The project will begin later this year and will run for 2 years – we will keep you posted about progress and volunteer opportunities. For more information contact Rebecca Jackson 

Child's Dress 19th century and reproduction 2018.

Spot the Difference! 

July sees the launch of the Museum Service's latest exhibition, 'Through the Eyes of a Child' at Brampton Museum, Newcastle-under-Lyme. The exhibition explores the lives of children past and present through the museum objects that tell their stories.

Sarah Bradshaw, our Costume and Display Technician, has created a reproduction of a beautiful child's dress from the museum collection. The original dress (on the left) dates from the late 19th century. It is made of silk and trimmed with velvet. It would have been worn by a child aged about 3 to 4 years. Sarah's reproduction is made from modern washable fabrics and can be tried on by children visiting the exhibition. The construction took over a week to complete and includes over 29 metres of cording!  

Kinver Edge Archive Group at Staffordshire Record Office
Kinver Edge Archive Group at Staffordshire Record Office.

New Collection Received from Kinver Edge

In 1917 the Kinver Edge Committee, was formed to manage Kinver Edge and the Holy Austin Rock Houses which had recently been gifted to the National Trust by its owners, the Lee family. The National Trust was a young organisation in 1917 and the Kinver site is one of its earlier properties. In the Trust’s early days it relied on local groups of volunteers to manage properties and although its role has changed the Kinver Edge Committee still works with the Trust today in the upkeep of one of Staffordshire’s most unusual and interesting heritage sites.  Earlier this month the Committee deposited its archive, which is an unusually complete and possibly unique record of a local management committee. It allows us not just to trace the history of the site but also the developing ideas about heritage management over the course of the 20th century.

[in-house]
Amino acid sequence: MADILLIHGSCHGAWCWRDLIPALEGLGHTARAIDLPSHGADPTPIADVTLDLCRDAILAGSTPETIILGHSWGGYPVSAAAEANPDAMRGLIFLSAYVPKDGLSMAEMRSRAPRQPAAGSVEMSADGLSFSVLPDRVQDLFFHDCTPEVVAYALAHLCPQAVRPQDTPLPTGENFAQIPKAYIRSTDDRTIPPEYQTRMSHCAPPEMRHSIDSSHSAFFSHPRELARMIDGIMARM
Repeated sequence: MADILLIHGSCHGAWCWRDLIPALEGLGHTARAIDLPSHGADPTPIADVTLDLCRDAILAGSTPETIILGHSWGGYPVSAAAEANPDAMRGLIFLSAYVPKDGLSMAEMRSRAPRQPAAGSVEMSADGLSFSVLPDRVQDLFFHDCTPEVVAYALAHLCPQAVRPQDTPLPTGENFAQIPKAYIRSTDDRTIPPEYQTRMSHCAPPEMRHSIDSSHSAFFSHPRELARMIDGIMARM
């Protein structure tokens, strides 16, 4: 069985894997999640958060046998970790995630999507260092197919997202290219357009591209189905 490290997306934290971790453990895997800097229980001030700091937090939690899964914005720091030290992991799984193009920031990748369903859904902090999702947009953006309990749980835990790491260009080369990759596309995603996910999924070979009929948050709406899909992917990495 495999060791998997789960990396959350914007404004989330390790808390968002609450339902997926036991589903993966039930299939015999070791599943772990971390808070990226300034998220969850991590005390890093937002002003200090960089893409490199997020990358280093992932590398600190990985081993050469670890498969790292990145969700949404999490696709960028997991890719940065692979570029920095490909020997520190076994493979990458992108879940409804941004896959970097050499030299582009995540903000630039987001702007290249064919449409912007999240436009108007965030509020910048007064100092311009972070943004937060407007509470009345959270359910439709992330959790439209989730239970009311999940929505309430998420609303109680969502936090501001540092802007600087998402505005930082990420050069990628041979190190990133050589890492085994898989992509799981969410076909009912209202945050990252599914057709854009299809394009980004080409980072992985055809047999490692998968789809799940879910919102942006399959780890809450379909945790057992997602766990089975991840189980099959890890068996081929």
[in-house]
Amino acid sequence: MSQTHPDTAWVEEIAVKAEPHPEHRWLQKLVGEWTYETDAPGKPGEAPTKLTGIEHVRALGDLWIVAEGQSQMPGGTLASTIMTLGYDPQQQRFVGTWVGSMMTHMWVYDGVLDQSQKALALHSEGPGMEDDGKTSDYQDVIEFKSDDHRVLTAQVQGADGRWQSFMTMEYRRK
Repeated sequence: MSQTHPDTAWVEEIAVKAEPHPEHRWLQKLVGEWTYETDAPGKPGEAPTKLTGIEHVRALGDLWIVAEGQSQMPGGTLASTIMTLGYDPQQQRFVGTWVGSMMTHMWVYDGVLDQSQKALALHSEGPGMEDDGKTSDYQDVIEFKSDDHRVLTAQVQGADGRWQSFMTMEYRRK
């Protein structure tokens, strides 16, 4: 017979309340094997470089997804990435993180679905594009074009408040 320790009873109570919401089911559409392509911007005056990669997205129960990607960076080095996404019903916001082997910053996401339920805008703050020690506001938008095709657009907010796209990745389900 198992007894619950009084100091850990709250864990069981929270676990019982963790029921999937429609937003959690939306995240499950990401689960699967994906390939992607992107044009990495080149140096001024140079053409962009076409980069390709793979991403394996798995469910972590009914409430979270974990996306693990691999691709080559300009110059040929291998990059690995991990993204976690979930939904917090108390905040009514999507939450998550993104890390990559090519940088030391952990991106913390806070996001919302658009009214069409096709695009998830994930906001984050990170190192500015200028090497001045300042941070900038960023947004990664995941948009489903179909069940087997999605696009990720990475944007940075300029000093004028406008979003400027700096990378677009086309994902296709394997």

A New Collaboration

A new collection is always exciting but what makes this collection unique for the Archive Service is that it arrived ready catalogued. A team of volunteers (the Kinver Edge Archive Group) with support from the Committee, the Archive Service and the National Trust, set out on the task of collecting the archive material from a number of locations (including a Birmingham solicitor and under a bed!). The Archive Service provided advice and training about sorting and cataloguing but the volunteers spent the necessary hours of toil to complete the project and we were all delighted to see our collaboration come to a successful conclusion. The collection catalogue is available on Gateway to the Past, search for collection reference D7631 to find out more about the project and the group’s methodology. We will be showcasing this project at the Staffordshire History Day next May. For further information please contact Rebecca Jackson